The Guild Chapel forms part of the estate of Stratford Town Trust, a grant-giving charity with origins itself dating back to the 13th Century.
The story of the Guild Chapel starts in 1269 when the Guild of the Holy Cross was given permission to build a hospital and chapel in Stratford-upon-Avon.
Within a century the Guild became the dominant social force in the town, focused on the welfare of its members. In the 15th century, the Guild prospered. It built the Guild Hall, Schoolhouse and Almshouses that dominate Church Street today and a schoolmaster was employed to teach the members’ children. The Chapel in fact became so important to townspeople that the clergy of the parish church complained that people often attended the chapel rather than the church.
Standing across from Shakespeare’s final home, New Place, and right next door to his schoolroom, the Guild Chapel has long associations with the playwright and his family, and with the Clopton family too.
It was Hugh Clopton, wealthy local benefactor and Lord Mayor of London, who paid for the Chapel’s wall paintings to be applied in the early 1500s. And it was John Shakespeare – father of the playwright – who recorded the whitewashing by Royal order demanding they be defaced and covered up less than 70 years later, in the town accounts in his capacity as Chamberlain.
Recently the subject of an exciting conservation project, conservators now believe the Guild Chapel’s walls display one of the few surviving pre-Reformation medieval schemes painted at the same time, and painted as one piece.
The Guild of the Holy Cross in Stratford is founded. In 1269 the Guild is granted a licence to build a hospital and private oratory, on the site of the current Guild Chapel. The Guild also builds almshouses for the poor. The hospital has closed by the end of the century.
The Guild is powerful locally and acts like a proxy government in Stratford. The Guild is amalgamated with two smaller guilds in Stratford, the Guilds of the Blessed Mary, and St. John the Baptist.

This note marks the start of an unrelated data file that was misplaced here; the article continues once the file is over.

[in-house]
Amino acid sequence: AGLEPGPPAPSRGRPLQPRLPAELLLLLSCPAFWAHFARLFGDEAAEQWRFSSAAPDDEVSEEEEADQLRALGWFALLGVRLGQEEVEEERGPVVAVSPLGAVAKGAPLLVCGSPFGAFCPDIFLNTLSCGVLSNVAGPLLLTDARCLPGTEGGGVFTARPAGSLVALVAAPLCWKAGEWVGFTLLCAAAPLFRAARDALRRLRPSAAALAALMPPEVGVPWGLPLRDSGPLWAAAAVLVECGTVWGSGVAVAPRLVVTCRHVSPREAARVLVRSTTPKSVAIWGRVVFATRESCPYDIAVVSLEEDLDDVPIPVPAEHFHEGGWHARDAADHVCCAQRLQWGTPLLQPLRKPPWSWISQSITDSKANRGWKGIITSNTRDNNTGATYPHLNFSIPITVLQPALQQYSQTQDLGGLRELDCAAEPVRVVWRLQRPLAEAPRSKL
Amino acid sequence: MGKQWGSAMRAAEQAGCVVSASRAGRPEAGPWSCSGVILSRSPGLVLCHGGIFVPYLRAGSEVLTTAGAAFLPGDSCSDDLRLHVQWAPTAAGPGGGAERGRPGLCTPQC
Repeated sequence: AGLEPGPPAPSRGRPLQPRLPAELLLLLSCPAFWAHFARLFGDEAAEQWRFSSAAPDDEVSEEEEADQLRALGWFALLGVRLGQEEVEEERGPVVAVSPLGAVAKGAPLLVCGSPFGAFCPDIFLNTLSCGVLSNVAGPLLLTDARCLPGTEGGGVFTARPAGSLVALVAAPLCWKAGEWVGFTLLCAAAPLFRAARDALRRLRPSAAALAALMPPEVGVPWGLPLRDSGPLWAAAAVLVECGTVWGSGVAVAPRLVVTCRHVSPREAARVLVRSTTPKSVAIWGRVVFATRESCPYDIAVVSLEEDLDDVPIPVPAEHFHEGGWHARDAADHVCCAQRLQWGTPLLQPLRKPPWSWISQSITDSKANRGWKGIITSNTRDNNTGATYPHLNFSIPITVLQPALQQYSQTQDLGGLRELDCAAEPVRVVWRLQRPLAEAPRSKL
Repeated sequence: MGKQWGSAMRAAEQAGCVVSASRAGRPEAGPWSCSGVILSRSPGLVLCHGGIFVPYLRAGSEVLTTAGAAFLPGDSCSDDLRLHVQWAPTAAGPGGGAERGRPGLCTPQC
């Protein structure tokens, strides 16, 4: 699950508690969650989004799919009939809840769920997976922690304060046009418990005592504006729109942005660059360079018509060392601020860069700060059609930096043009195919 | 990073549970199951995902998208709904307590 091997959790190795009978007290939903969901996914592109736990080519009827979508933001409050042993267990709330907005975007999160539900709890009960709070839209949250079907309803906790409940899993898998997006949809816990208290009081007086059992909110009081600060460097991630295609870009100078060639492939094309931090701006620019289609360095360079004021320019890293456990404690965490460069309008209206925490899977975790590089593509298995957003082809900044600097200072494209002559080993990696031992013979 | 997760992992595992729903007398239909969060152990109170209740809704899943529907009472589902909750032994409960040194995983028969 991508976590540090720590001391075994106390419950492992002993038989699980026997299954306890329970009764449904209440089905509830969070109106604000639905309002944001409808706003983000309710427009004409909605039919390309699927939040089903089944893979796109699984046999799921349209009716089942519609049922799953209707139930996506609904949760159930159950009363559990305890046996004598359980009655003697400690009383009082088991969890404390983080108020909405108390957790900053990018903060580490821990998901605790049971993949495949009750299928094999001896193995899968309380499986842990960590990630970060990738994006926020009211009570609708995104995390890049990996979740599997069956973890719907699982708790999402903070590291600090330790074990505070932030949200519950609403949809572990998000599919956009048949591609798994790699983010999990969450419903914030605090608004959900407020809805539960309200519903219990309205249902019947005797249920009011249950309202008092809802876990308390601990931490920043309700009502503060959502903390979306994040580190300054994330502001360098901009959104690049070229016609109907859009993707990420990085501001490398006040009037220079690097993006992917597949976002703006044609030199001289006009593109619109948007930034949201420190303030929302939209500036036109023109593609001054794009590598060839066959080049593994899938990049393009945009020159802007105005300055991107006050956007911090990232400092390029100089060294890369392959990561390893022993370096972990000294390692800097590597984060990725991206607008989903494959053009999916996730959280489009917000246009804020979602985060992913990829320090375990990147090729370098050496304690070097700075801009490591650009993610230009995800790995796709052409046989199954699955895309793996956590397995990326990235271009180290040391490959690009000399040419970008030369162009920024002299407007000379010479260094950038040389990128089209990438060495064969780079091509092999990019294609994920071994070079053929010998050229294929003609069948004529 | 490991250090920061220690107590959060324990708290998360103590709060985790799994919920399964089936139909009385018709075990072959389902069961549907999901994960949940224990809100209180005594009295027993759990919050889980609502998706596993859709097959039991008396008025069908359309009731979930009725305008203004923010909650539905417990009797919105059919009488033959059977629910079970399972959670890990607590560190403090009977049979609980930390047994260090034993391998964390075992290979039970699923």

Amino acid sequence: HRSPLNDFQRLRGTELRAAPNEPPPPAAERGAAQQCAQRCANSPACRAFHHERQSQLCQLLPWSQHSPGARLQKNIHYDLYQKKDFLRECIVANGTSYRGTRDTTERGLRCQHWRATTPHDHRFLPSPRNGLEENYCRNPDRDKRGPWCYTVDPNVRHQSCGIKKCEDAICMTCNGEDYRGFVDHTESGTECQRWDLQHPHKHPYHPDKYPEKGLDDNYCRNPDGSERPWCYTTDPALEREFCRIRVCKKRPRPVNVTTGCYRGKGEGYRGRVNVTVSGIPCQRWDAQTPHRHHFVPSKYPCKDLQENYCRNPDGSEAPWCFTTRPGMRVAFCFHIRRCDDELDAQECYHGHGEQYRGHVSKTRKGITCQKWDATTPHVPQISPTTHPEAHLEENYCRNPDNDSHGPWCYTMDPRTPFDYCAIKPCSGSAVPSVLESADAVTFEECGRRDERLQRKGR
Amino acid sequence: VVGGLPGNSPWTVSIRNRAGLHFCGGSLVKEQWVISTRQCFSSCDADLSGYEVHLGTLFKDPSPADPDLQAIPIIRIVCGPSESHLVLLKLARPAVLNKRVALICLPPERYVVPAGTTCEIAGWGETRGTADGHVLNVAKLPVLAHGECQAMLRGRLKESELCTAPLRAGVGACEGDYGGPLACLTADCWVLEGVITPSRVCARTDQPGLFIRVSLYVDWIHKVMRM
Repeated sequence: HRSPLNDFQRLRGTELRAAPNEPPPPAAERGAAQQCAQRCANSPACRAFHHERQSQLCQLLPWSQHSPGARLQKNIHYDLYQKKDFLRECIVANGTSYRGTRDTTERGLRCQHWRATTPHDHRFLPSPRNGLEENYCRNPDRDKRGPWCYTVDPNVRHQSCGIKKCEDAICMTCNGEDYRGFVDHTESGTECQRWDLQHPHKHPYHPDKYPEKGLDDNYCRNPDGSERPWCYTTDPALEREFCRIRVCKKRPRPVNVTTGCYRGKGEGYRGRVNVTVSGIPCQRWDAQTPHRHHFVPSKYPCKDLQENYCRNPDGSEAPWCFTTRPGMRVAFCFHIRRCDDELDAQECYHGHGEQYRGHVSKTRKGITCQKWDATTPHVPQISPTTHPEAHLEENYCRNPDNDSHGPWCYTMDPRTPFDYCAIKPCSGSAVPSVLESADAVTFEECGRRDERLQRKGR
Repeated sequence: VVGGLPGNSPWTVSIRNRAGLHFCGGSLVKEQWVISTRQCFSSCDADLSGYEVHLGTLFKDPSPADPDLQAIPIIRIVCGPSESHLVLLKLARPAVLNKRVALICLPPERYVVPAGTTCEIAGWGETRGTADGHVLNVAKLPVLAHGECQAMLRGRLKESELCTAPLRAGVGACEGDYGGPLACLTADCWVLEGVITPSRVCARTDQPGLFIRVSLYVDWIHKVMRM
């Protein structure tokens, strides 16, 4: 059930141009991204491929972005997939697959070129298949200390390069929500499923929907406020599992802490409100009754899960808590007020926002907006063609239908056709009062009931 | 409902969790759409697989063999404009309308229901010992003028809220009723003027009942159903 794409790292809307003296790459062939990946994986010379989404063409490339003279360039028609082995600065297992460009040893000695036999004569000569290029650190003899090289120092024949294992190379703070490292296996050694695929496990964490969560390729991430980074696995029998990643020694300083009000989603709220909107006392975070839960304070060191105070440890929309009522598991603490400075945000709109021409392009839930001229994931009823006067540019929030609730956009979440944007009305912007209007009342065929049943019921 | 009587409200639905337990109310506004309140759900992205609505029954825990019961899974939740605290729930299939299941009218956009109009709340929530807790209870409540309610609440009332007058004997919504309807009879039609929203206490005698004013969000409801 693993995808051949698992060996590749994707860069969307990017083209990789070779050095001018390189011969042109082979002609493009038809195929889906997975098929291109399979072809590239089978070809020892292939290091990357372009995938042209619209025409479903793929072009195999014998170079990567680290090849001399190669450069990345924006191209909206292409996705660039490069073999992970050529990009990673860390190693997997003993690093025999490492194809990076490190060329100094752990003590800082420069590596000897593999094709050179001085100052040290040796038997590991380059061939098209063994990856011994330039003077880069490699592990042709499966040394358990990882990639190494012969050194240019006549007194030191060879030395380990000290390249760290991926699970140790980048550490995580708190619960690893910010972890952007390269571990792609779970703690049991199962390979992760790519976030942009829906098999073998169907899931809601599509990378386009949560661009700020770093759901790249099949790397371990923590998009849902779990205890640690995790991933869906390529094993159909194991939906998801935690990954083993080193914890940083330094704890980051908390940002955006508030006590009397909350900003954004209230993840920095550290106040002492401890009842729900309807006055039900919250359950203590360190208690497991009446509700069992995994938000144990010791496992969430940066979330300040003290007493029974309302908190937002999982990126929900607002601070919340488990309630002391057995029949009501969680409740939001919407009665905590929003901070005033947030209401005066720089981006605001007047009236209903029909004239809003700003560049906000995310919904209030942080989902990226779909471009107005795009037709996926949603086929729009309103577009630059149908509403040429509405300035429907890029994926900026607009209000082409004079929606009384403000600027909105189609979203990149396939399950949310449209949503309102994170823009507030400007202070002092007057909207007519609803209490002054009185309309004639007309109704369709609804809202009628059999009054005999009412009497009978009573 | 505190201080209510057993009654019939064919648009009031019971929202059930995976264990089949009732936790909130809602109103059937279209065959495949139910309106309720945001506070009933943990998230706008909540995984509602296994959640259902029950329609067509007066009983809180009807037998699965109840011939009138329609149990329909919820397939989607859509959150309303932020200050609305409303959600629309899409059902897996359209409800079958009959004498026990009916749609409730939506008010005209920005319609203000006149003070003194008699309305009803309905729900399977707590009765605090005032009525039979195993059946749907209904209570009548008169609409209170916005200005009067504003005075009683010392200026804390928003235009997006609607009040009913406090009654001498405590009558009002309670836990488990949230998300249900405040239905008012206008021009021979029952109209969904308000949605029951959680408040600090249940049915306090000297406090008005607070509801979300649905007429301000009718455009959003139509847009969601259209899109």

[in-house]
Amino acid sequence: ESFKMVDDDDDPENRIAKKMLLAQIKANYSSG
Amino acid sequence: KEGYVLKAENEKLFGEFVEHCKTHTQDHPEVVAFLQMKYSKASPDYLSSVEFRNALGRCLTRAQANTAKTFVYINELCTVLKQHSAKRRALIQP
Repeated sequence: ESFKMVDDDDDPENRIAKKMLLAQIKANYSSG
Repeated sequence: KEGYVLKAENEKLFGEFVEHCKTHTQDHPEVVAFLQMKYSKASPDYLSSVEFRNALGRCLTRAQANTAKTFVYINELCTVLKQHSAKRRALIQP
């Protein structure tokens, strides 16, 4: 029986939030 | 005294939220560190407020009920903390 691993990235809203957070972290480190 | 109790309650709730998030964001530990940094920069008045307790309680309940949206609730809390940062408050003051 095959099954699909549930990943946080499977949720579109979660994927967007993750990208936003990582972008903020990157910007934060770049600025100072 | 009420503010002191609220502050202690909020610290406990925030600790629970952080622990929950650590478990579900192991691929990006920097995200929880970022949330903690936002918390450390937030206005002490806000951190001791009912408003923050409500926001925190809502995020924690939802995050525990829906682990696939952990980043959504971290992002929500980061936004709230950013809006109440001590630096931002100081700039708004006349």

The Guild is refounded. They convert the old infirmary - which was being used for meetings and feasts - and have it consecrated for members to use for worship. The Guildhall and a schoolhouse are constructed. At the end of the century, the old timber-framed nave is rebuilt in stone and the Chapel walls are covered with an elaborate painting scheme.
The medieval painting scheme in the Guild Chapel is internationally important. Much of it survives today and we are still discovering more. If you would like to know more about our very special paintings, read about them here.
Almshouses are built next to the schoolhouse. As a result of the Reformation in England, the Guild is dissolved. Stratford is granted a Royal Charter of Incorporation and all the Guild’s assets are transferred to the new corporation. John Shakespeare records the whitewashing of the Chapel’s walls. The building is subsequently used for a variety of purposes.
In the early 17th century, the Chapel’s nave is painted with a grey monochrome scheme. A pulpit is installed reflecting the Protestant focus on the Bible. A notorious puritan vicar is accused of misusing the Chapel and allowing it to be damaged.
The walls of the Guild Chapel are painted with imitation marble columns with fictive red and pink marble panels in-between. A new by-law states prayers are to be said in the Chapel every day except market day.
During refurbishments to the Chapel the old timber roof is replaced with a plaster ceiling. Some of the medieval wall paintings are discovered but they are covered over again. A gallery to provide extra seating is installed. A full service is once again held in the Chapel.
King Edward VI Grammar School start to use the Chapel. The medieval wall paintings are rediscovered, and some are conserved. The Friends of the Guild Chapel is formed and they oversee significant repairs and alterations to the Chapel, including the fitting of wooden panels to the interior.
Stratford Town Trust is formed and becomes custodian of the Guild Chapel. The Doom painting, and another known as Erthe-upon-Erthe, are cleaned and conserved. The wooden panels are temporarily removed and a photographic record is created of the walls underneath.
The known history of the Stratford Guild goes back nearly 800 years. To find out more about the Guild and the complex of buildings they built in Stratford, as well as the changes that have happened over the centuries, read more here.